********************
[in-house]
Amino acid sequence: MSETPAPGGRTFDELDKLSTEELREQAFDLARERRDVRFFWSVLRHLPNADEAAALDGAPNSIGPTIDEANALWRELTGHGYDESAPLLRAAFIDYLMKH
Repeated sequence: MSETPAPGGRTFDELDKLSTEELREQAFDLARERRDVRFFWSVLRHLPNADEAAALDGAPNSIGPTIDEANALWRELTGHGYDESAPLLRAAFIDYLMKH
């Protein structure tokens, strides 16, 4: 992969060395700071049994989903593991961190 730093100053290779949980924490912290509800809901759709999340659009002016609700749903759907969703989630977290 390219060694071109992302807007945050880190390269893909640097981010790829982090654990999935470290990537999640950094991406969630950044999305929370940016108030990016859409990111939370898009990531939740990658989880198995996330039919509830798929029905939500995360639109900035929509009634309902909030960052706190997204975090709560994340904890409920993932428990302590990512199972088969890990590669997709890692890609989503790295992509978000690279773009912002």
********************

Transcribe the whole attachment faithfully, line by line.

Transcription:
[in-house]
Amino acid sequence: MSETPAPGGRTFDELDKLSTEELREQAFDLARERRDVRFFWSVLRHLPNADEAAALDGAPNSIGPTIDEANALWRELTGHGYDESAPLLRAAFIDYLMKH
Repeated sequence: MSETPAPGGRTFDELDKLSTEELREQAFDLARERRDVRFFWSVLRHLPNADEAAALDGAPNSIGPTIDEANALWRELTGHGYDESAPLLRAAFIDYLMKH
């Protein structure tokens, strides 16, 4: 992969060395700071049994989903593991961190 730093100053290779949980924490912290509800809901759709999340659009002016609700749903759907969703989630977290 390219060694071109992302807007945050880190390269893909640097981010790829982090654990999935470290990537999640950094991406969630950044999305929370940016108030990016859409990111939370898009990531939740990658989880198995996330039919509830798929029905939500995360639109900035929509009634309902909030960052706190997204975090709560994340904890409920993932428990302590990512199972088969890990590669997709890692890609989503790295992509978000690279773009912002």